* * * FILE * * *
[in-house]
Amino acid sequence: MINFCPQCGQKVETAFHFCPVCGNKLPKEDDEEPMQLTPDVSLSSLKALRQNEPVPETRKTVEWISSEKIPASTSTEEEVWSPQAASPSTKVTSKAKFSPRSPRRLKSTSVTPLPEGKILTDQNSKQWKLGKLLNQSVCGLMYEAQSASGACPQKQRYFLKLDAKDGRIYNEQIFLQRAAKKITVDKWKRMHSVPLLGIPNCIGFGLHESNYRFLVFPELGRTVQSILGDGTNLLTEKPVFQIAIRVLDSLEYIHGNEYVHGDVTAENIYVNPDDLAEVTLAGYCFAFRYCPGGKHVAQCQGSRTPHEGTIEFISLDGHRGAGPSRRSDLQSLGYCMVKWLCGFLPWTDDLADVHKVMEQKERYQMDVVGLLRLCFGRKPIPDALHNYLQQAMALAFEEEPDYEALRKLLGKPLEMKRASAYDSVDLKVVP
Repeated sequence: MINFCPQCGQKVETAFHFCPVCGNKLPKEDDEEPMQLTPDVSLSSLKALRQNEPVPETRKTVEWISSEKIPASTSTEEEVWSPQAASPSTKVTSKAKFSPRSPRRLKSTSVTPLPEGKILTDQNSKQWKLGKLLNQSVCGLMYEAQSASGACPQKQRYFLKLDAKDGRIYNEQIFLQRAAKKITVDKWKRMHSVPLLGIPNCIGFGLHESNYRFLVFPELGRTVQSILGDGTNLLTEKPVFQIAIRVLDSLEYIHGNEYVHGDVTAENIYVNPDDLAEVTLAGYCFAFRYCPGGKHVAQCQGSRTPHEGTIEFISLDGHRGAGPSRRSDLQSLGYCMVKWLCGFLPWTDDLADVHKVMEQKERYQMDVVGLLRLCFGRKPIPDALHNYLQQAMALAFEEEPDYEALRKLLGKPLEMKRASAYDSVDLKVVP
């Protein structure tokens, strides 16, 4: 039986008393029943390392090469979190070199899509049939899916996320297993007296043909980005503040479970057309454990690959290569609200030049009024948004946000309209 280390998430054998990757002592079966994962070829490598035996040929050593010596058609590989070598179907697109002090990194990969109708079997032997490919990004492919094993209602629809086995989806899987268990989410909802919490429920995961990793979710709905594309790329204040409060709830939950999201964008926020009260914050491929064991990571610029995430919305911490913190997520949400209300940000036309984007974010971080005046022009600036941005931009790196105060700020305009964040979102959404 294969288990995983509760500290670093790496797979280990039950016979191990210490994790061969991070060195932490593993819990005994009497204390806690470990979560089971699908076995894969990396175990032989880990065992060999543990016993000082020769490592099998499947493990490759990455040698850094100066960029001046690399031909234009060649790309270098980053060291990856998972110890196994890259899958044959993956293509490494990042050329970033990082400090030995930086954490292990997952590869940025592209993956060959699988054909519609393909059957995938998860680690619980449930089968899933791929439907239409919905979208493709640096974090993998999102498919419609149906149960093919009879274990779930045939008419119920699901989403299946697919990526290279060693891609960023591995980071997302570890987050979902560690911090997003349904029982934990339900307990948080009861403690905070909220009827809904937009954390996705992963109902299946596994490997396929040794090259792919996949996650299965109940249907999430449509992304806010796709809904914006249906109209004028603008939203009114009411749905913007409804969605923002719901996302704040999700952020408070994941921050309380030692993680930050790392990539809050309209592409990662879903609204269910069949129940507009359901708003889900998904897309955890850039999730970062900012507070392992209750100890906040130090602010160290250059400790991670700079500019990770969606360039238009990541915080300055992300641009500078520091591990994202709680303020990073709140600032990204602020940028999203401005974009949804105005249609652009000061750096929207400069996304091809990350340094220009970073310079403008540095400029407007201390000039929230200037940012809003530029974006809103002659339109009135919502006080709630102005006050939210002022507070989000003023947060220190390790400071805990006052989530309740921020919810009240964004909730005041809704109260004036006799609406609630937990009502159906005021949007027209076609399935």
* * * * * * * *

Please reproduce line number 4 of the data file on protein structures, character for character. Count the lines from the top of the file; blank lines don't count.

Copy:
């Protein structure tokens, strides 16, 4: 039986008393029943390392090469979190070199899509049939899916996320297993007296043909980005503040479970057309454990690959290569609200030049009024948004946000309209 280390998430054998990757002592079966994962070829490598035996040929050593010596058609590989070598179907697109002090990194990969109708079997032997490919990004492919094993209602629809086995989806899987268990989410909802919490429920995961990793979710709905594309790329204040409060709830939950999201964008926020009260914050491929064991990571610029995430919305911490913190997520949400209300940000036309984007974010971080005046022009600036941005931009790196105060700020305009964040979102959404 294969288990995983509760500290670093790496797979280990039950016979191990210490994790061969991070060195932490593993819990005994009497204390806690470990979560089971699908076995894969990396175990032989880990065992060999543990016993000082020769490592099998499947493990490759990455040698850094100066960029001046690399031909234009060649790309270098980053060291990856998972110890196994890259899958044959993956293509490494990042050329970033990082400090030995930086954490292990997952590869940025592209993956060959699988054909519609393909059957995938998860680690619980449930089968899933791929439907239409919905979208493709640096974090993998999102498919419609149906149960093919009879274990779930045939008419119920699901989403299946697919990526290279060693891609960023591995980071997302570890987050979902560690911090997003349904029982934990339900307990948080009861403690905070909220009827809904937009954390996705992963109902299946596994490997396929040794090259792919996949996650299965109940249907999430449509992304806010796709809904914006249906109209004028603008939203009114009411749905913007409804969605923002719901996302704040999700952020408070994941921050309380030692993680930050790392990539809050309209592409990662879903609204269910069949129940507009359901708003889900998904897309955890850039999730970062900012507070392992209750100890906040130090602010160290250059400790991670700079500019990770969606360039238009990541915080300055992300641009500078520091591990994202709680303020990073709140600032990204602020940028999203401005974009949804105005249609652009000061750096929207400069996304091809990350340094220009970073310079403008540095400029407007201390000039929230200037940012809003530029974006809103002659339109009135919502006080709630102005006050939210002022507070989000003023947060220190390790400071805990006052989530309740921020919810009240964004909730005041809704109260004036006799609406609630937990009502159906005021949007027209076609399935």